In 1935, a scientist named Clive McCay published a startling discovery: rats with severely restricted diets lived up to 33% longer than previously known possible. Over the last few decades, similar experiments have been carried out on countless species, from worms to rodents and even primates.
The specifics vary from study to study, but many show results just as surprising as those that McCay discovered so many years ago. The exact manner by which calories are reduced changes across studies, but the animals’ calorie intakes are generally reduced by as much as half their normal levels. Depending on the species, the most promising results have shown lifespan extensions between 50 and 300%.
If these results hold water, then they could have important implications for our own longevity. However, these studies are not without controversy. Many scientists are concerned that calorie restriction will not benefit humans, or that it could even result in long-lasting harm. Is calorie restriction a silver bullet against aging, or something that should be kept in the laboratory?
Two theories of aging
At first glance, calorie restriction is a counter-intuitive way to approach longevity. Here, we use this term to refer to up to a 50% reduction of calories from a normal diet, not simply a lack of overeating. Consuming so much less food than a normal diet seems like it should reduce your lifespan, not extend it. To better understand where this idea comes from, it’s necessary to first understand how aging – the process by which our bodies function less well overtime – works. There are two classic theories that could potentially shed some insight into this process: the rate of living theory, and the free radical theory.
The rate of living theory arose from the observation that larger animal species tend to have longer lifespans than small ones. One way to explain this observation is through the concept of metabolic rate, which refers to how quickly an animal expends energy for the body’s day-to-day functioning. This includes the energy needed for processes like breathing, maintaining body temperature, and circulating blood. Since larger animals have also been observed to have lower metabolic rates, this theory suggests that slower metabolic rates – i.e., slower “rates of living” – are associated with longer lifespans.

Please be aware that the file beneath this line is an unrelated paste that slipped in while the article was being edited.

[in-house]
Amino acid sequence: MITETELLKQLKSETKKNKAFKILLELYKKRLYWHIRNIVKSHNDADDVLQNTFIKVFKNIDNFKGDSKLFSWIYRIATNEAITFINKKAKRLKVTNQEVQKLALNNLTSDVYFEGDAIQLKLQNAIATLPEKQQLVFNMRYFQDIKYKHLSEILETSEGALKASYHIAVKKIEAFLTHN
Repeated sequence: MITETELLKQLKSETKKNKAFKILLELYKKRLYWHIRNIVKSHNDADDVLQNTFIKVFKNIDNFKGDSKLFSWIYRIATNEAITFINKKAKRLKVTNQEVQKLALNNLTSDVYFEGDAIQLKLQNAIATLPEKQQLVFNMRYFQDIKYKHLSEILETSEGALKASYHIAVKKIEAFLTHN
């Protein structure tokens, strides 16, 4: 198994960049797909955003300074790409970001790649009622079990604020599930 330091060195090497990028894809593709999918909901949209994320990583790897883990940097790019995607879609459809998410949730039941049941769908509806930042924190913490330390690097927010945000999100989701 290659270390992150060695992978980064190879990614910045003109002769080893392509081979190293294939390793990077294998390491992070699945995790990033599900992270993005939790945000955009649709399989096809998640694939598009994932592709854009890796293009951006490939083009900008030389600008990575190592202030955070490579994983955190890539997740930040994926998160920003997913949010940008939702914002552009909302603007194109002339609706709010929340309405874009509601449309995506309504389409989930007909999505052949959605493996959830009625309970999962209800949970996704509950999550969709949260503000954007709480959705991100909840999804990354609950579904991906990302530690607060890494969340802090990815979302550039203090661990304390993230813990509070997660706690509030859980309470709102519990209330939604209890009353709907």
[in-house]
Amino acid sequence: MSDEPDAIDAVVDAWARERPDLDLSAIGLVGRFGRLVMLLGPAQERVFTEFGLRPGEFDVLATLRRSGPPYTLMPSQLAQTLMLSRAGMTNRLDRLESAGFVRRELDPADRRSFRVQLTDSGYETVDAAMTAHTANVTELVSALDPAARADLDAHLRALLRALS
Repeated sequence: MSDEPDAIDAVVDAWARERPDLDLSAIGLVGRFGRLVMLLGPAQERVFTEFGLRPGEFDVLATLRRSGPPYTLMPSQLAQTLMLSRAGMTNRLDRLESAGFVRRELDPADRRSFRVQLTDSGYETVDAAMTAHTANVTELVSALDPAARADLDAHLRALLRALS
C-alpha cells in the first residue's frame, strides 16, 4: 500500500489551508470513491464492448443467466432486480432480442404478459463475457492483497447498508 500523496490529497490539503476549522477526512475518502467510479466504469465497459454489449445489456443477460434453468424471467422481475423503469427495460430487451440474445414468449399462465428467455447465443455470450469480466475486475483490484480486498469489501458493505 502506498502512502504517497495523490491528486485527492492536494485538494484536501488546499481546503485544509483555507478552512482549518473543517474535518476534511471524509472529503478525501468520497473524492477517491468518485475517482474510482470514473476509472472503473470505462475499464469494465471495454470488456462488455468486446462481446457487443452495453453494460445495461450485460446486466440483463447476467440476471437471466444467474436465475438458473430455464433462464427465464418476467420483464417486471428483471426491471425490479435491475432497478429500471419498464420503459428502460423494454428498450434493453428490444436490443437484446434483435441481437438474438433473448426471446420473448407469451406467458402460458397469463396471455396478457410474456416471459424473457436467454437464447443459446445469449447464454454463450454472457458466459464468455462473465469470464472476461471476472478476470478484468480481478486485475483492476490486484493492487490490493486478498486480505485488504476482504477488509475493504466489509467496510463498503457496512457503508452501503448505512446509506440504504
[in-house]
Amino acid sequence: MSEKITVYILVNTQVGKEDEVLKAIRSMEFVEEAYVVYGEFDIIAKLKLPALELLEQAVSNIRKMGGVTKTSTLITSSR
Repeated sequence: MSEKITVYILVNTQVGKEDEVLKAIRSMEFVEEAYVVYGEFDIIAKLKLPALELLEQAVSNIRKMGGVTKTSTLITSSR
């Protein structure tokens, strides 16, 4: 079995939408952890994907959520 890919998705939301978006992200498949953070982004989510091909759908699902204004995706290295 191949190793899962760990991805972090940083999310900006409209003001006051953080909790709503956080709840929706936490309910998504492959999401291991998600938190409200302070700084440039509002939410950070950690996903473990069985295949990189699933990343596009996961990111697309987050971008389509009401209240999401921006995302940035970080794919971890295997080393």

The free radical theory provides a potential explanation for the rate of living theory. Under this theory, aging is a result of the cells in the body accumulating damage over time. This damage comes from so-called free radicals, which are highly reactive atoms or molecules naturally produced by our bodies. They can damage proteins, DNA, and fatty tissue, which in turn is theorized to eventually cause age-related diseases, such as heart conditions, neurodegenerative disorders, or cancers. Because free radicals are created by our metabolic processes, slower metabolisms could decrease the rate of free radical production and subsequently extend lifespans.
It’s important to note that no complete theory of aging, including these two, is fully accepted within the scientific community. The exact mechanisms of aging remain an open question, but regardless of whether either of these theories are completely accurate, metabolic rates and free radicals seem likely to play some role in the aging process.
Calorie restriction enters this equation because it is known that drastically reducing food intake will reduce metabolic rate. If less food is being consumed, then there is less food that the body has to process. Moreover, since calorie restriction generally results in weight loss, less energy overall is needed to maintain the reduced body mass.
As a result of this reduction of metabolic rate, it is hypothesized that calorie restriction could extend lifespans by decreasing the rate of free radical damage. This idea is further supported by direct evidence that some species produce fewer free radicals under calorie restriction. Although there is no consensus on the best way to specifically measure damage from free radicals, there is also some evidence that calorie restriction may result in lower levels of protein and DNA damage. This suggests that calorie restriction slows down the aging process, allowing the organism to live longer and with less risk of age-related diseases.
Does calorie restriction have a place outside of the laboratory?